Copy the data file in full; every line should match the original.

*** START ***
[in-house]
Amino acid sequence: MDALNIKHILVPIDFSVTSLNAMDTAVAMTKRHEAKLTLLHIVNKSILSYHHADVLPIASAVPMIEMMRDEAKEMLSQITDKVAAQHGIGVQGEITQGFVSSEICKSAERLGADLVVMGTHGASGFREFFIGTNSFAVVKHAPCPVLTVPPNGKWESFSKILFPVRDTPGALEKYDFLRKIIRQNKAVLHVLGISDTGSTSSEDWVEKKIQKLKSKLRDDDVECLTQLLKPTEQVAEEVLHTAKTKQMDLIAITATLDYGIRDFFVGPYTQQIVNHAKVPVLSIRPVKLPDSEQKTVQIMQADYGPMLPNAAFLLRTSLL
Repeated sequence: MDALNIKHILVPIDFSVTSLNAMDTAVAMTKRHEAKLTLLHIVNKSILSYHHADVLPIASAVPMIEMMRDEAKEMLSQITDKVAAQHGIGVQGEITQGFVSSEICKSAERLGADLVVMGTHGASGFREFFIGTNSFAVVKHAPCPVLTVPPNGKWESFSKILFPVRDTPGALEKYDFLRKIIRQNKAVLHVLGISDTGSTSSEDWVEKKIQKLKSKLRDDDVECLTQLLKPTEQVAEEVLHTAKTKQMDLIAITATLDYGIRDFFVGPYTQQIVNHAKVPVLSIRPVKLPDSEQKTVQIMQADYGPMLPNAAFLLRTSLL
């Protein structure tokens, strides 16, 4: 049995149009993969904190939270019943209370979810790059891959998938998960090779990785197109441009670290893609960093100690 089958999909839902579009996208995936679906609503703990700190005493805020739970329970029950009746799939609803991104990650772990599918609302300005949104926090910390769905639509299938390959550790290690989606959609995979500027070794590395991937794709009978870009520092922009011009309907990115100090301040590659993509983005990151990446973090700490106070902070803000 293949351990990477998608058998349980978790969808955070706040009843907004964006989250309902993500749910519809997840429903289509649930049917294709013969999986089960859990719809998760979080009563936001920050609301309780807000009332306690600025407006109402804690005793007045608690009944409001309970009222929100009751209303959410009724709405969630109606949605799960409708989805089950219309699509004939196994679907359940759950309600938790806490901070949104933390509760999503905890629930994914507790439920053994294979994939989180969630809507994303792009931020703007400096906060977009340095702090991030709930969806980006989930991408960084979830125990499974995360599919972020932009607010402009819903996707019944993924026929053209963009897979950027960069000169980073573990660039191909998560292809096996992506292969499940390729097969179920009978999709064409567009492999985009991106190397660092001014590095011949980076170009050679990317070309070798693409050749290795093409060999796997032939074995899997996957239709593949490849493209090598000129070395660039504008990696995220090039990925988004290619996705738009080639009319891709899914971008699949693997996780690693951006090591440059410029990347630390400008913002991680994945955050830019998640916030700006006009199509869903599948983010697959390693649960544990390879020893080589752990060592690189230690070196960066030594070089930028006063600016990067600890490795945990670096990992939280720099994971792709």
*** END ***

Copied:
[in-house]
Amino acid sequence: MDALNIKHILVPIDFSVTSLNAMDTAVAMTKRHEAKLTLLHIVNKSILSYHHADVLPIASAVPMIEMMRDEAKEMLSQITDKVAAQHGIGVQGEITQGFVSSEICKSAERLGADLVVMGTHGASGFREFFIGTNSFAVVKHAPCPVLTVPPNGKWESFSKILFPVRDTPGALEKYDFLRKIIRQNKAVLHVLGISDTGSTSSEDWVEKKIQKLKSKLRDDDVECLTQLLKPTEQVAEEVLHTAKTKQMDLIAITATLDYGIRDFFVGPYTQQIVNHAKVPVLSIRPVKLPDSEQKTVQIMQADYGPMLPNAAFLLRTSLL
Repeated sequence: MDALNIKHILVPIDFSVTSLNAMDTAVAMTKRHEAKLTLLHIVNKSILSYHHADVLPIASAVPMIEMMRDEAKEMLSQITDKVAAQHGIGVQGEITQGFVSSEICKSAERLGADLVVMGTHGASGFREFFIGTNSFAVVKHAPCPVLTVPPNGKWESFSKILFPVRDTPGALEKYDFLRKIIRQNKAVLHVLGISDTGSTSSEDWVEKKIQKLKSKLRDDDVECLTQLLKPTEQVAEEVLHTAKTKQMDLIAITATLDYGIRDFFVGPYTQQIVNHAKVPVLSIRPVKLPDSEQKTVQIMQADYGPMLPNAAFLLRTSLL
């Protein structure tokens, strides 16, 4: 049995149009993969904190939270019943209370979810790059891959998938998960090779990785197109441009670290893609960093100690 089958999909839902579009996208995936679906609503703990700190005493805020739970329970029950009746799939609803991104990650772990599918609302300005949104926090910390769905639509299938390959550790290690989606959609995979500027070794590395991937794709009978870009520092922009011009309907990115100090301040590659993509983005990151990446973090700490106070902070803000 293949351990990477998608058998349980978790969808955070706040009843907004964006989250309902993500749910519809997840429903289509649930049917294709013969999986089960859990719809998760979080009563936001920050609301309780807000009332306690600025407006109402804690005793007045608690009944409001309970009222929100009751209303959410009724709405969630109606949605799960409708989805089950219309699509004939196994679907359940759950309600938790806490901070949104933390509760999503905890629930994914507790439920053994294979994939989180969630809507994303792009931020703007400096906060977009340095702090991030709930969806980006989930991408960084979830125990499974995360599919972020932009607010402009819903996707019944993924026929053209963009897979950027960069000169980073573990660039191909998560292809096996992506292969499940390729097969179920009978999709064409567009492999985009991106190397660092001014590095011949980076170009050679990317070309070798693409050749290795093409060999796997032939074995899997996957239709593949490849493209090598000129070395660039504008990696995220090039990925988004290619996705738009080639009319891709899914971008699949693997996780690693951006090591440059410029990347630390400008913002991680994945955050830019998640916030700006006009199509869903599948983010697959390693649960544990390879020893080589752990060592690189230690070196960066030594070089930028006063600016990067600890490795945990670096990992939280720099994971792709």